NutriCARD – the Central German competence cluster for healthier food is going against the sad statistics of too much salt, sugar and fat
The innovation office of the competence cluster nutriCARD lies in the middle of the start-up epicentre of Martin Luther University on the vineyard campus in the city of Halle, in the German federal state of Saxony-Anhalt. This cluster actually includes three sites. And this is where the special features already begin. NutriCARD is the inter-state German alliance of the Martin Luther University in Halle (Saxony-Anhalt), the Friedrich Schiller University in Jena (Thuringia) and the Leipzig University (Saxony) on matters of nutritional and health research. “nutriCARD is thus something new for the research landscape in Central Germany. Various individual competences of the sites are bundled in this cluster and used synergistically”, explains Dr. Toni Meier, who, with his team, holds together the threads in the innovation office.
“We are concerned with the question of how one can lower cardiovascular and metabolic diseases with intelligent and goal-oriented nutrition. In Germany alone, approx. 157,000 premature deaths could be avoided each year with nutrition that is healthier for the heart. Applied to Europe, projections start at approx. two million preventable deaths. With many consumers, however, pointing a warning finger is unlikely to lead to any real improvement. After all, every walk in the supermarket is also a little challenge that many consumers have to master on a daily basis. Colour, design, brands, taste and price ultimately influence our purchasing decision and often lead to a certain degree of confusion among consumers. Health is not always the top priority”, explains the scientist. “The main task of nutriCARD is the health upgrading of familiar foods by means of reformulations that do not change anything in the flavour or appearance of the products. We would like the consumer’s first choice to be the healthy choice. We are researching this and producing “open knowledge”. We make the results available to foodstuff producers free of charge. But it is best to explain it using an example”, says Toni Meier, prompting my curiosity.
Light in the coop, Lyoner and OMEghurt
That humans need vitamin D for a healthy cardiovascular system and sturdy bones is as well-known as the fact that the majority of Germans are not sufficiently supplied with it. This therefore vitally essential vitamin is formed in the skin due to sunlight. An additional need for it arises in the dark time of year, at the latest. “Apart from fish and mushrooms, there are hardly any foodstuffs with significant quantities of this vitamin and artificial enrichment is greatly restricted by law”, explains Toni Meier. “Together with the researchers of the University of Halle and of Agrargenossenschaft Pretzsch e.G., we have supported the body’s own formation of vitamin D in animals with the use of UV light in the coops of laying hens.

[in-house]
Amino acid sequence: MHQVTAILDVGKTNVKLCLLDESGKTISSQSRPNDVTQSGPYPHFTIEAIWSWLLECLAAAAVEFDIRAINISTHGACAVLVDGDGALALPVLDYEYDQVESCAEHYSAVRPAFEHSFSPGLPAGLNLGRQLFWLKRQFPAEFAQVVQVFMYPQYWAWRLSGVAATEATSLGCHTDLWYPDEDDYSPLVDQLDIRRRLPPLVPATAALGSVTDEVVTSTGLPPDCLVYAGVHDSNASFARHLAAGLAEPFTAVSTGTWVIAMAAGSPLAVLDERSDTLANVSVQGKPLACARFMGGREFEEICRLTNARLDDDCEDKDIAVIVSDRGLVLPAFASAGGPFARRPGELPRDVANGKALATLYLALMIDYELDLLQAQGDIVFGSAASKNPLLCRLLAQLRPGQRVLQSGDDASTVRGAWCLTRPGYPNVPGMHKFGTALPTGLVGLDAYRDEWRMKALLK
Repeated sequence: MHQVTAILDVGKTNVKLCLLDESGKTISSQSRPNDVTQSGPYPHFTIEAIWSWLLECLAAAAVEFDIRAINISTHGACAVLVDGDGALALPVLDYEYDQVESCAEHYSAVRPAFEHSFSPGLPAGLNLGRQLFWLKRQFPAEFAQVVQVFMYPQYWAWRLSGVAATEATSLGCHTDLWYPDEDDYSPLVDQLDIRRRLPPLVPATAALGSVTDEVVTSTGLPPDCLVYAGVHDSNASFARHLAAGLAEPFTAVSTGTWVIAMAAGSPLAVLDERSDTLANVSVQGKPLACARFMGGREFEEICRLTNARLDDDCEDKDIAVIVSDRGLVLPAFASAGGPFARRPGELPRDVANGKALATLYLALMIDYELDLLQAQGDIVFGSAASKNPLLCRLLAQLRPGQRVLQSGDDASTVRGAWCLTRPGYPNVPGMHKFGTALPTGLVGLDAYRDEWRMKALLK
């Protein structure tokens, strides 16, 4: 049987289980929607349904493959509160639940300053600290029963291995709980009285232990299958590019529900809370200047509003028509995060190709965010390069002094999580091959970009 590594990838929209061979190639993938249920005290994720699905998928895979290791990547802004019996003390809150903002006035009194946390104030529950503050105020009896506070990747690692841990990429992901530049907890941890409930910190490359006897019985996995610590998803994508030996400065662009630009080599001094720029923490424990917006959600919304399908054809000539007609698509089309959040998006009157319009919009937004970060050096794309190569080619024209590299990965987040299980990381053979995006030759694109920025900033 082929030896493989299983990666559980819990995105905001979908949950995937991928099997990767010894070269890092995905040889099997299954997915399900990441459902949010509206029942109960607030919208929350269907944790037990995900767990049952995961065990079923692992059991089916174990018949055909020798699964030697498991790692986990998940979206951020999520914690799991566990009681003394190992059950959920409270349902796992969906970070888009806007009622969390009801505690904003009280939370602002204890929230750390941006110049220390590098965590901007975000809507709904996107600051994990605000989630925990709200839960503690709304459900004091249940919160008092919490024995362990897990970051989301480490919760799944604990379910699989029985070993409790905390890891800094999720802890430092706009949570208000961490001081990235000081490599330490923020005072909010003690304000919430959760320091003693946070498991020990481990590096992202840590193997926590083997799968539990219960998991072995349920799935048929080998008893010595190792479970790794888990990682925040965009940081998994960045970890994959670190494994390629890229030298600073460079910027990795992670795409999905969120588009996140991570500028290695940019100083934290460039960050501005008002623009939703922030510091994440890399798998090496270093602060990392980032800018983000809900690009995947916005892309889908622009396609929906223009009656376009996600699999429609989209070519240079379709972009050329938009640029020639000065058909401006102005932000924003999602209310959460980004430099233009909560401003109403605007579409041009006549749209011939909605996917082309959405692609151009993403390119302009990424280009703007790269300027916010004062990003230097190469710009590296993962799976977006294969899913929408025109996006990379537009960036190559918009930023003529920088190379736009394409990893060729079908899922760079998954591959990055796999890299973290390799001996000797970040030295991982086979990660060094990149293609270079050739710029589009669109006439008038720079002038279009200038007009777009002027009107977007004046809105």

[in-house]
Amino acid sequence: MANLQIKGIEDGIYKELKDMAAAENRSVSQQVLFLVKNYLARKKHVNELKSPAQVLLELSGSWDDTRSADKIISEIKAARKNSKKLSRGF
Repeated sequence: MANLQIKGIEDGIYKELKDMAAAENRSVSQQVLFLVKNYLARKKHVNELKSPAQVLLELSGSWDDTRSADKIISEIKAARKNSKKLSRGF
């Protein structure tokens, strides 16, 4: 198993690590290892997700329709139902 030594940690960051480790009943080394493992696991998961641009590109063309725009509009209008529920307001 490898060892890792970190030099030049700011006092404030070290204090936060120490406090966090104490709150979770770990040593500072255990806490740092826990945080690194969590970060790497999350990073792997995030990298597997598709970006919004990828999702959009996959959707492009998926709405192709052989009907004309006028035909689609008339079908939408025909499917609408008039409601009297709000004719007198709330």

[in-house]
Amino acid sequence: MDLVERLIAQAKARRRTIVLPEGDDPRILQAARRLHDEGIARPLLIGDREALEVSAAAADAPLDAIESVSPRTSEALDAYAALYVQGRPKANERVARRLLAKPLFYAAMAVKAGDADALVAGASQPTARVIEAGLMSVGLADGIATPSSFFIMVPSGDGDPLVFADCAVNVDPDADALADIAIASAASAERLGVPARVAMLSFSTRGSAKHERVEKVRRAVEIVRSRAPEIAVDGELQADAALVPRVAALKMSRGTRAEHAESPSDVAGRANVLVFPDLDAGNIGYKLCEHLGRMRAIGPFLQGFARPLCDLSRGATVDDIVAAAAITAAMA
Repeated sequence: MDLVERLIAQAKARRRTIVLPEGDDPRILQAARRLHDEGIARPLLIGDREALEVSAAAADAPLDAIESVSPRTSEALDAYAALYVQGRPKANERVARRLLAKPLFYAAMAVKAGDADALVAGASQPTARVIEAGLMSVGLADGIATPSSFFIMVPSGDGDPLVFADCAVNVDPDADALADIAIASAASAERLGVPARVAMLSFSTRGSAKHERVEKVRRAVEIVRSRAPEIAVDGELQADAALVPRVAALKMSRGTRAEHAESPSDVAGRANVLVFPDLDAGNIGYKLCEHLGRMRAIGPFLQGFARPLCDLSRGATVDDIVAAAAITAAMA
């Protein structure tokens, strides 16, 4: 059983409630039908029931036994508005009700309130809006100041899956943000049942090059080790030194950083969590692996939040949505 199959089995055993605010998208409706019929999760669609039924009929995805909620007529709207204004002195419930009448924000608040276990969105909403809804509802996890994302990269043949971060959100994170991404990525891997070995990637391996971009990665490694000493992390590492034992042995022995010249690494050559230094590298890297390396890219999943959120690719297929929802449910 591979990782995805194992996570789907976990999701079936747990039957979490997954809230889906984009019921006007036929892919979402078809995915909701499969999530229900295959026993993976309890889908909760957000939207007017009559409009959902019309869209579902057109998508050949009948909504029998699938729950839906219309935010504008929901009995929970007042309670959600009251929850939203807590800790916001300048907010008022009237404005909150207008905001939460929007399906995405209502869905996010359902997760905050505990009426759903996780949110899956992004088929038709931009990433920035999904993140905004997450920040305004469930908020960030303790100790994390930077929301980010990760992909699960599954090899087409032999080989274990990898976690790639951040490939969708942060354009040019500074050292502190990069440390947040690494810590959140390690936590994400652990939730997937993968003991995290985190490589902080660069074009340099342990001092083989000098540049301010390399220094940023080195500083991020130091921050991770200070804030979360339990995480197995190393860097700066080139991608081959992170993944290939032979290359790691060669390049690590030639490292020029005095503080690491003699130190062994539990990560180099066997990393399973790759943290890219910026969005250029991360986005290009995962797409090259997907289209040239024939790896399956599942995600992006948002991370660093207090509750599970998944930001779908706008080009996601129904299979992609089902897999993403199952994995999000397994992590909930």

Under optimal conditions, we achieve a vitamin level one to five times higher than that in conventional eggs.” The partners from Jena have managed, for the first time, to replace animal fats in a “Lyoner” sausage with fibre, without impairing its appearance or flavour. And the researchers from Leipzig are dealing with the question of how the sometimes questionable quantities of saturated fatty acids in our food can be replaced with proteins from the lupine. Some product developments have already become established on the market. For example, the dairy Herzgut in Thuringia sells the OMEghurt, a yoghurt enriched with the vitally important Omega 3 fatty acids.
And consumer protection also plays a big role for nutriCARD. For example, the federation of consumer associations in Thuringia is the partner of the network consisting of around 150 participants, such as various foodstuff producers from Central Germany, university clinics and non-university institutes.
The sad statistics of too much salt, sugar and fat
And, here too, Toni Meier’s scientific background becomes noticeable. On the desk lie studies and specialist literature from all over the world, pointing out the possibilities of a healthy way of life and the consequences of an unhealthy one. “We have calculated that in 2008 too much salt, sugar and fat cost the German health system around 17 billion euros, in direct treatment costs alone. Even a slight fall could reduce more than just the economic consequences. The mortality rate from widespread diseases such as cardio-vascular diseases, diabetes, different forms of cancer and secondary diseases of obesity would be substantially influenced”, explains Toni Meier.
Good prospects for the cluster
The competence cluster is one of the research projects in the field of nutritional research selected by the Federal Ministry of Education and Research (BMBF), which is being granted 5 million euros for the period from 2015-18. “The plans for the project already started in 2012, so we were of course very pleased when we received the grant promise from the BMBF at the start of 2015.”, reports the scientist. If the interim audit in 2018 turns out positively, the cluster can expect further support up to the year 2021.
Author: Alexander Greiner